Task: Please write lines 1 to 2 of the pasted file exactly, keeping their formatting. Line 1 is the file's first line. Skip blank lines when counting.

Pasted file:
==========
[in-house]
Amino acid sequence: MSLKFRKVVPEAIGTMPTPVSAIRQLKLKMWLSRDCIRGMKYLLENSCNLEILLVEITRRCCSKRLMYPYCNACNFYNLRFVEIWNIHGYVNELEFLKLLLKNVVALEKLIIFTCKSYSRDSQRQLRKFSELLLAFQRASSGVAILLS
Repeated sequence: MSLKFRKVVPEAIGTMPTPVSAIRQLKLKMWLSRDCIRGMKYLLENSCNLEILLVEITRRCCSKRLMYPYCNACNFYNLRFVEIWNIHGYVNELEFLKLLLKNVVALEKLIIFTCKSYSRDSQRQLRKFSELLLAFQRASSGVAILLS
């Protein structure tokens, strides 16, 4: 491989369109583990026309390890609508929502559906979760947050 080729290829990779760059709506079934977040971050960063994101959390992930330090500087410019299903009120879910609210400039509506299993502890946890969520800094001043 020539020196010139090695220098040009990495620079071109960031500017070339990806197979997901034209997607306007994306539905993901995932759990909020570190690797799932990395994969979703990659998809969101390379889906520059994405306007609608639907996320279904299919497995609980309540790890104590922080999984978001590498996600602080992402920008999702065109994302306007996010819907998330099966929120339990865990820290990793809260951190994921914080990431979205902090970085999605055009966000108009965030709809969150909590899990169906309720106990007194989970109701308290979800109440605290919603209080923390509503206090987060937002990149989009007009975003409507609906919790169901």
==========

[in-house]
Amino acid sequence: MSLKFRKVVPEAIGTMPTPVSAIRQLKLKMWLSRDCIRGMKYLLENSCNLEILLVEITRRCCSKRLMYPYCNACNFYNLRFVEIWNIHGYVNELEFLKLLLKNVVALEKLIIFTCKSYSRDSQRQLRKFSELLLAFQRASSGVAILLS